A1 Journal article (refereed)
Social information use by predators : expanding the information ecology of prey defences (2021)

Hämäläinen, L., M. Rowland, H., Mappes, J., & Thorogood, R. (2021). Social information use by predators : expanding the information ecology of prey defences. Oikos, Early View. https://doi.org/10.1111/oik.08743

JYU authors or editors

Publication details

All authors or editors: Hämäläinen, Liisa; M. Rowland, Hannah; Mappes, Johanna; Thorogood, Rose

Journal or series: Oikos

ISSN: 0030-1299

eISSN: 1600-0706

Publication year: 2021

Publication date: 14/12/2021

Volume: Early View

Publisher: Wiley-Blackwell

Publication country: United Kingdom

Publication language: English

DOI: https://doi.org/10.1111/oik.08743

Publication open access: Openly available

Publication channel open access: Partially open access channel

Publication is parallel published (JYX): https://jyx.jyu.fi/handle/123456789/78985


Social information use is well documented across the animal kingdom, but how it influences ecological and evolutionary processes is only just beginning to be investigated. Here we evaluate how social transmission may influence species interactions and potentially change or create novel selection pressures by focusing on predator–prey interactions, one of the best studied examples of species coevolution. There is extensive research into how prey can use social information to avoid predators, but little synthesis of how social transmission among predators can influence the outcome of different stages of predation. Here we review evidence that predators use social information during 1) encounter, 2) detection, 3) identification, 4) approach, 5) subjugation and 6) consumption. We use this predation sequence framework to evaluate the implications of social information use on current theoretical predictions about predator–prey dynamics, and find that social transmission has the potential to alter selection pressures for prey defences at each predation stage. This suggests that considering social interactions can help answer open questions about species coevolution, and also predict how populations and communities respond to rapid human-induced changes in the environment.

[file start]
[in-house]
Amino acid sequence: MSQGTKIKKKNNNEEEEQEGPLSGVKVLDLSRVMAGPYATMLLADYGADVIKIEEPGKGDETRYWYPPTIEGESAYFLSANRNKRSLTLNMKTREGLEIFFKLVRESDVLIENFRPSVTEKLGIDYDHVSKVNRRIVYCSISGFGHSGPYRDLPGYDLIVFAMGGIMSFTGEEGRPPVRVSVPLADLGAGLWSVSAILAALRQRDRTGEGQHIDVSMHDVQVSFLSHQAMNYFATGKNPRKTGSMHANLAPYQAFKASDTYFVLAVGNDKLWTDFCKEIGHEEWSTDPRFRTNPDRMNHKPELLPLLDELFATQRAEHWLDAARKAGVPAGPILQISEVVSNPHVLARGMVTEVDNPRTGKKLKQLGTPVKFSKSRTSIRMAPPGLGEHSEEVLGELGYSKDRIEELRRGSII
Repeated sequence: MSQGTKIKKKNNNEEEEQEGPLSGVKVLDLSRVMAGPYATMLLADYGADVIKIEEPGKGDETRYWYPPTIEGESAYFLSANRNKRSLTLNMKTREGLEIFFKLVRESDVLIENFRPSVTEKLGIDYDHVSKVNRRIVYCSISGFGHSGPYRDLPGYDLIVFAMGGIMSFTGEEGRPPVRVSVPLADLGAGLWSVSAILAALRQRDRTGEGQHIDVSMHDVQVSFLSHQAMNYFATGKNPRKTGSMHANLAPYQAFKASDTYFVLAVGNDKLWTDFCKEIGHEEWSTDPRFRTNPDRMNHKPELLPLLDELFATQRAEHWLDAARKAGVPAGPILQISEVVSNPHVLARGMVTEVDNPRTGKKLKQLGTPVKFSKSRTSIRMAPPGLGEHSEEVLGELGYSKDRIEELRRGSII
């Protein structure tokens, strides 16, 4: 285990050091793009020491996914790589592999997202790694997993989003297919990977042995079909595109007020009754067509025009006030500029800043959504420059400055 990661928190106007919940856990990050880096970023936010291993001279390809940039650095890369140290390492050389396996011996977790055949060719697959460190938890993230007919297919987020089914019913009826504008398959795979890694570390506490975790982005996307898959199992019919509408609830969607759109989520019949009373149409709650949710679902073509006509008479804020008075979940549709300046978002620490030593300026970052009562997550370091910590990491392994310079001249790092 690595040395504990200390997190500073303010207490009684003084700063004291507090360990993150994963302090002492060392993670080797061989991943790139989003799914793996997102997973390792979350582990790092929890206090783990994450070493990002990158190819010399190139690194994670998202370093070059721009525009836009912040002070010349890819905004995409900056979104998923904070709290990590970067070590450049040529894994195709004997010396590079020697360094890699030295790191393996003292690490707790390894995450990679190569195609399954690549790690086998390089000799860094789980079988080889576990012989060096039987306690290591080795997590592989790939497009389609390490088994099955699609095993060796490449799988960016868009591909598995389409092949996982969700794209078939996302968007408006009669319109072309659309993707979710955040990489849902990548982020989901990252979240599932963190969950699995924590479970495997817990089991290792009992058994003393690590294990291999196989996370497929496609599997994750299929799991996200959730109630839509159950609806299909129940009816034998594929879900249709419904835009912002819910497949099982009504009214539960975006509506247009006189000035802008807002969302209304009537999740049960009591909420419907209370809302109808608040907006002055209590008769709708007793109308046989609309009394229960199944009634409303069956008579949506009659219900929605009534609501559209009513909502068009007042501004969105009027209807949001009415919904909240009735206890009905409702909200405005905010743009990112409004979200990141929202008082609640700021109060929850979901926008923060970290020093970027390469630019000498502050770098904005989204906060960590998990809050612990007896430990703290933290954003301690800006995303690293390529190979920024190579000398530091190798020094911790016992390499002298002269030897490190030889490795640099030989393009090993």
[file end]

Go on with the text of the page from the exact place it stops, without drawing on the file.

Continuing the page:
Keywords: animal behaviour; predation; defence mechanisms (biological phenomena); social learning

Free keywords: antipredator defences; information ecology; predator–prey interactions; social information

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Preliminary JUFO rating: 2

Last updated on 2022-17-06 at 11:40